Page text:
Roma couple recreate own struggle in Berlin film
From left, actors Senada Alimanovic, Nazif Mujic and baby Danis pose for the photo call of the film An Episode in the Life of an Iron Picker at the 63rd edition of the Berlinale, International Film Festival in Berlin, Wednesday, Feb. 13, 2013. (AP Photo/Markus Schreiber)
BERLIN - A Bosnian Roma couple re-enact their personal struggle to get treatment after their baby died in the womb, in a tiny-budget movie by an Oscar-winning director that's competing for the top prize at the Berlin film festival.
Director Danis Tanovic discovered the story of the couple, Senada Alimanovic and Nazif Mujic, in a newspaper in late 2011. He says he went to meet the family several times and had the "crazy idea" of having the couple play themselves to avoid a long planning process.
Tanovic made the movie, "An Episode In the Life of an Iron Picker," with €17,000 ($23,000) from a Bosnian film fund. It has its premiere Wednesday at the Berlin festival, where it's one of 17 movies competing for the Golden Bear award.
The movie re-creates several days in which Mujic, who tried to make ends meet at the time by collecting scrap metal, fought to get emergency treatment for Alimanovic after her baby died while she was still carrying it.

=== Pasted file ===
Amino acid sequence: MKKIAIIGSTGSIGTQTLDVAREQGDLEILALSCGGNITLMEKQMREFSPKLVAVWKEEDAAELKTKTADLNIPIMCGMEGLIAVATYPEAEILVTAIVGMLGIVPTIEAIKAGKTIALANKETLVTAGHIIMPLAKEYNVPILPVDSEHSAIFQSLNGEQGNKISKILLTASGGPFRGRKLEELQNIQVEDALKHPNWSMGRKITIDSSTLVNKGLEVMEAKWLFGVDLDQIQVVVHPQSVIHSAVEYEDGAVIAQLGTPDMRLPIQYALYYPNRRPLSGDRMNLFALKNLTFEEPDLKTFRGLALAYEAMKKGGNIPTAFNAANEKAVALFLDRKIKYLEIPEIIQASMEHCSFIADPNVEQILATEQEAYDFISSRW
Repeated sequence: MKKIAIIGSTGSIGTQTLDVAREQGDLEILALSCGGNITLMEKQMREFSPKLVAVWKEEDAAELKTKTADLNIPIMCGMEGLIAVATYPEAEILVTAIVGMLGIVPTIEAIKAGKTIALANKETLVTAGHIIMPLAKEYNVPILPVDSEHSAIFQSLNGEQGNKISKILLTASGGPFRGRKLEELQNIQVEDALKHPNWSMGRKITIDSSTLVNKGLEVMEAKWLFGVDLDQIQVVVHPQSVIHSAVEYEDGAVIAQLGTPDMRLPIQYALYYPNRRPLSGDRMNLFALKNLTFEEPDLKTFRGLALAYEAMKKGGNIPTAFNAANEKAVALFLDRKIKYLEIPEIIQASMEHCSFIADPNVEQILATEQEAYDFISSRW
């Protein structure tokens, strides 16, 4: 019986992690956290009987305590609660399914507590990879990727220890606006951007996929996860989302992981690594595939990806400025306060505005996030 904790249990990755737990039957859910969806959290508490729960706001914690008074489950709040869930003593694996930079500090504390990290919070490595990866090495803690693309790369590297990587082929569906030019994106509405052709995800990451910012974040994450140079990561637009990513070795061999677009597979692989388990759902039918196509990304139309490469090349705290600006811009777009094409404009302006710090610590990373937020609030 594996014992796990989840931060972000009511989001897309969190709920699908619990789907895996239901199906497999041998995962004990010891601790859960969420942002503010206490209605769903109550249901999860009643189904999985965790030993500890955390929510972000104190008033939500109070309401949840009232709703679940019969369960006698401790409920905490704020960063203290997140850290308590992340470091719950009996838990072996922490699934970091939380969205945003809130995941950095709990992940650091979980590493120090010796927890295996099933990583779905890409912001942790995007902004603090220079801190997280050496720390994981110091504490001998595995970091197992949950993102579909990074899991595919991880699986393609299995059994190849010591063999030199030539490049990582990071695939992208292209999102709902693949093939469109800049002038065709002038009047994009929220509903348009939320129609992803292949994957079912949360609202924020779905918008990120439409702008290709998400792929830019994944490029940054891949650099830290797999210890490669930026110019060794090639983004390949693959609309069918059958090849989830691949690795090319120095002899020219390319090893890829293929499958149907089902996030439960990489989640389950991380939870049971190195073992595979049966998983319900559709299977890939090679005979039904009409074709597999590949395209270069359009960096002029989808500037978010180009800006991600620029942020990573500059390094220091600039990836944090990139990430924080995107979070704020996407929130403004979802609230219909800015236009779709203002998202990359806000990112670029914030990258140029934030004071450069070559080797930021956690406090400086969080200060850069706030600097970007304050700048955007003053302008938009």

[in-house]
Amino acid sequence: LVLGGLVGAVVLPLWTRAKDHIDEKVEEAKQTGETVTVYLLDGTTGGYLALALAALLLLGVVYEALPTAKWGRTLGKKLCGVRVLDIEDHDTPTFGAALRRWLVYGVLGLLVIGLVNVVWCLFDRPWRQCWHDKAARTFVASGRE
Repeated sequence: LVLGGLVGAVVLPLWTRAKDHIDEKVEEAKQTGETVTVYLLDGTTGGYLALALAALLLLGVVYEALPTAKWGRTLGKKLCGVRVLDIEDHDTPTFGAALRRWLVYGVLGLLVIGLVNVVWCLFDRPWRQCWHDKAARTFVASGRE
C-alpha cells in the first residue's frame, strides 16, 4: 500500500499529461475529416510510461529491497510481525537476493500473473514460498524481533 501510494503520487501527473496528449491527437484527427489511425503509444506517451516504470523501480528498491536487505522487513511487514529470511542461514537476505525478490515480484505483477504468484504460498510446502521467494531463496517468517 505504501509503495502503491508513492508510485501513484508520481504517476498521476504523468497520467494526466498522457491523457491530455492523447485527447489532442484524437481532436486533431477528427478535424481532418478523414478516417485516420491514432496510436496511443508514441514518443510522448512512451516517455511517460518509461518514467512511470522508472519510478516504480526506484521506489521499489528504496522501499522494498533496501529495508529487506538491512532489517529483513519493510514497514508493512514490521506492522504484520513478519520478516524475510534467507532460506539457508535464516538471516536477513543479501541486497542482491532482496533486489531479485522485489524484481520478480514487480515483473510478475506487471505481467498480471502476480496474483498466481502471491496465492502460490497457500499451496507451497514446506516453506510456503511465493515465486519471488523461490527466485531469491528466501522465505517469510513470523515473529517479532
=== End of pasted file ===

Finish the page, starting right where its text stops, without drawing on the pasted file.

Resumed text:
The couple didn't have public health insurance, and a hospital denied them the surgery when they were unable to meet its demands to pay €500 — a huge sum for them. Roma, also known as Gypsies, suffer from poverty and discrimination across Europe, particularly in the continent's east.
"They were reluctant at first" to play themselves in the movie, said Tanovic, whose "No Man's Land" won the Oscar for best foreign-language film in 2002. "They were a little bit afraid to tell the story. They didn't know me, they didn't know what I wanted to do."
He said their story is "deeply disturbing and unfair, (and) I think the best way for me to fight these things is to show them, to talk about them."
Tanovic worked without a screenplay and the film features no professional actors; two doctors, one who refused to treat Alimanovic and another who did treat her, are played by other doctors who are friends of the director.
Mujic said he still has no regular job or health insurance and is "living from hand to mouth," though he's now involved with an organization that seeks to improve Gypsy children's education — but, with the film project under way, he was able to get gall bladder treatment last year.
He was joined at the Berlin festival by Alimanovic.
"It was painful," she said of the episode the film depicts. "I don't want anyone else to experience what I had to experience."
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